Insider Tips on Applying to the Adobe Creative Residency Program
On January 7, 2019, Adobe will begin accepting applications for the Adobe Creative Residency—a program that offers talented individuals a year to work on a personal creative project while sharing their process with the community and inspiring others. Adobe provides residents with full compensation for the year, as well as tools, resources, and mentorship. (Learn more about the Adobe Creative Residency.)
Now entering its fifth year, the Creative Residency program is likely to get more applicants than ever before—so we talked to a few experts who have reviewed past applications and asked them for tips on crafting one that will get noticed. We spoke to Adobe’s Julia Tian, manager of the Creative Residency program; Khoi Vinh, principal designer for Adobe; Antionette Carroll, the founder, president, and CEO of Creative Reaction Lab and a mentor in the Creative Residency program; and a few Creative Residency alums.
1. Take your time and think your project through.
Putting together a well-thought-out proposal is a unique chance to fully expand on that passion project you’ve been pursuing in your spare time, or that interesting idea you’ve been turning over in your mind and doodling in your sketchbook. So be detailed. Tian says, “While your project may change and evolve during the residency, we want to see that you can flesh out an idea, make a plan, and execute on a project you’re passionate about. In short—we’re looking for individuals who have the potential to become successful professional creatives.”
2. Make your proposal visually interesting.
The residency is for visual creatives, so employ visual elements to communicate your concept. Consider sharing past examples of your work, visually representing the influences that have led you to your proposal, and including sketches and designs to illustrate your concept. Tian adds, “Including visuals makes it easier for us to identify your style, strengths, and visual communication skills. You may include a limited amount of imagery from other artists who have influenced you, but you must clearly credit the original creator and explain the imagery’s relevance.”
3. Highlight your individual strengths.
Why are you the right person for this project? When developing your application, think about what makes you unique and how you challenge the status quo within the creative industry. Carroll explains, “Every person is different in their perspective and thus their approach. Highlight who you are in addition to what you do. What makes you, you? What can only you do?”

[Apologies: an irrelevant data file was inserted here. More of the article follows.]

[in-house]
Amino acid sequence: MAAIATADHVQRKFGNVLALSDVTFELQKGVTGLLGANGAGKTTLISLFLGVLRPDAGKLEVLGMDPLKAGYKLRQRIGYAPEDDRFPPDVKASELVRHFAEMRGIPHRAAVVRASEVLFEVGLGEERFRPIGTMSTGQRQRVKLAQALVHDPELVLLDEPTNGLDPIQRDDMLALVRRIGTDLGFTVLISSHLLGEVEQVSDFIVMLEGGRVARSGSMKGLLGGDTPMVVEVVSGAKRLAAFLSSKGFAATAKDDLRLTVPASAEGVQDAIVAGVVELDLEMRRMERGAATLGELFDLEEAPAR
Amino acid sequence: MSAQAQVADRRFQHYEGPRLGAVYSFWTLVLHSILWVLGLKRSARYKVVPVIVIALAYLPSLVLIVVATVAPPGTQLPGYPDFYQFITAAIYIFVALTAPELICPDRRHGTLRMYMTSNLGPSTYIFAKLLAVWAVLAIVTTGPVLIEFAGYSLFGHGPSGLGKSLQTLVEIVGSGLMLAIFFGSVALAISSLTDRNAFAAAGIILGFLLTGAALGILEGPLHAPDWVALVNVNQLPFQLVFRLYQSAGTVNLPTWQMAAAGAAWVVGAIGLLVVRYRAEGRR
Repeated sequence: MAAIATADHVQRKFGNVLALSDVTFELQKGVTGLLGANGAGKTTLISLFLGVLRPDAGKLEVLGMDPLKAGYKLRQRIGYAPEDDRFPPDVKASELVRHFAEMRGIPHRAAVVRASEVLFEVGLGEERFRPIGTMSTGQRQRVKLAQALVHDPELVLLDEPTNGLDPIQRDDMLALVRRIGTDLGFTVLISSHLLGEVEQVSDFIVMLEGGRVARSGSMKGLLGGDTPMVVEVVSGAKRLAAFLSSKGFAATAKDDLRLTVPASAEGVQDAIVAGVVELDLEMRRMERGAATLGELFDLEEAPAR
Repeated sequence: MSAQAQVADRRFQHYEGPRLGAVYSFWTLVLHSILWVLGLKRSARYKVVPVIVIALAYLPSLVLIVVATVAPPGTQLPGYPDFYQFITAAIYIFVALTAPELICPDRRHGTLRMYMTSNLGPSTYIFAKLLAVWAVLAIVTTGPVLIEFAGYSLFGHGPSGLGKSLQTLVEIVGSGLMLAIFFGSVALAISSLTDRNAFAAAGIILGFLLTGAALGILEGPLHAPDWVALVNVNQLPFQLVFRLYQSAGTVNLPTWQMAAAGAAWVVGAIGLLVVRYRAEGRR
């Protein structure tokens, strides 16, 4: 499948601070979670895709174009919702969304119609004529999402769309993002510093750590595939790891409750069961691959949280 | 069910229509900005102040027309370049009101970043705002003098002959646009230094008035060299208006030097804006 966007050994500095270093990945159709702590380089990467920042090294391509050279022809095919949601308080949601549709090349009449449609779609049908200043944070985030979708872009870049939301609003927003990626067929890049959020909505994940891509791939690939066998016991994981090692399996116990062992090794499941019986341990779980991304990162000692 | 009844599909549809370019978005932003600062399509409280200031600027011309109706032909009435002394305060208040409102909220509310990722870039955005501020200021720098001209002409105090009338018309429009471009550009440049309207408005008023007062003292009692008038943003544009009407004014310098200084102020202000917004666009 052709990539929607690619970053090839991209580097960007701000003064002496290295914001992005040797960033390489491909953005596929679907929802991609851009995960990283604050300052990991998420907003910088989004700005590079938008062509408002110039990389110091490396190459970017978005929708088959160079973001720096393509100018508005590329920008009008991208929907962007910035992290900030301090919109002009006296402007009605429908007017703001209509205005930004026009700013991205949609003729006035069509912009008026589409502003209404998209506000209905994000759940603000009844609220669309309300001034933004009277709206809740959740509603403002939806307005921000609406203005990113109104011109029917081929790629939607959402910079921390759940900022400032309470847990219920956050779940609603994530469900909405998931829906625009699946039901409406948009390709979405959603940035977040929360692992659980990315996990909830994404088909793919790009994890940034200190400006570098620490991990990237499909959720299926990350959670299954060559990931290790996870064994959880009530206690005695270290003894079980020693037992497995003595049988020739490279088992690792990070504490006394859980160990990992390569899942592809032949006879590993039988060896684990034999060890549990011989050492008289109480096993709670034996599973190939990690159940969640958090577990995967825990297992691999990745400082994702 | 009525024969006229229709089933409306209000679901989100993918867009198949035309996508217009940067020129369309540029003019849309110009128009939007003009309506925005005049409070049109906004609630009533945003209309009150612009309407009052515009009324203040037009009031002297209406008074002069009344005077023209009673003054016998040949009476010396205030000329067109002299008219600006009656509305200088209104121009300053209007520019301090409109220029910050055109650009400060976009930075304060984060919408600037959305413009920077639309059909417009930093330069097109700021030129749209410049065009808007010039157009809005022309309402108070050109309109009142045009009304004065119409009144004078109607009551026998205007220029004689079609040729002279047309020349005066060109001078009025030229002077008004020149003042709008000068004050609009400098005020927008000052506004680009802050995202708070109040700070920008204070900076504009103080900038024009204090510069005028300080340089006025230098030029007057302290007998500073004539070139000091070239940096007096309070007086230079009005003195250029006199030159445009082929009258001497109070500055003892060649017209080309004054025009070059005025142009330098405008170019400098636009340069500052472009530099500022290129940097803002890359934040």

Vinh agrees, saying, “I like to hear not only why a given project is interesting, but also why the prospective resident believes that no one else but them can pull it off.”
4. Think about how you can change creatives’ perspectives.
When developing your project idea, think about how you’ll inspire creatives in your field and help them grow—in terms of process, technique, audience, or knowledge. Carroll says, “The point of the Adobe Creative Residency program isn’t just to help you grow as a creative—which you will, undoubtedly—but also to help the creative industry expand and amplify.”
5. Consider how your project will appeal to people outside of your field.
Vinh says, “I’m leery of projects that are too ‘inside baseball,’ that signal things that only other creative pros would understand as being interesting. So the more potential there is for wider appeal, the more interesting the project will be to me.”
He also recommends that you consider how the media might treat your project: “This is a tricky one because it gets a little bit ahead of the proposal stage,” he says, “but I like projects where I can envision an interesting headline or trending topics or press coverage. If a project can do this, and if a prospective resident understands how to do this, then a project tends to feel much better developed.”
6. Be sure you’re introducing yourself well.
2018 Creative Resident Aaron Bernstein says, “I think it’s important to remember that, while you might be aware of your skill set and ambitions, the person reviewing your project doesn’t know anything about you. Was I thoroughly outlining every detail in my project? Was I providing enough insight on how I would bring these ideas to life? I would constantly step back and ask myself these questions and re-approach my proposal with a more objective point of view. By developing the proposal with the mindset that the reviewers knew nothing about me, I was able to provide a thorough explanation not only of my project, but also of my background and why this program made the most sense for me.
9. Let yourself dream big.
Bellamy says, “If you’re still on the fence, give yourself one to three hours of prioritized dreaming. Dream of what you could produce creatively within a year if resources, time, and money were not an issue. Then give yourself another three to five hours for refining any number of the ideas that you envisioned. Finally, examine all your notes and pick the idea that you’re most drawn too—then spend some weeks expanding on that idea…. It all starts with giving yourself uninterrupted, judgment-free dreaming time.”
9. Ask yourself how the residency will be the start of the next stage in your career.
The residency will play an important role in your development—so think about how you will use it as a launch pad to what’s next. Carroll says, “The Adobe Creative Residency will help you grow in more ways than one, so show up, show out, and be ready to grow in your creativity.”
11. Just get started!
Many of our past and current residents have spoken about feeling anxious and full of self-doubt before applying. Tian says, “They all felt that being accepted was a long shot, but they decided to go for it anyway. Push through any feelings you might be having and submit!”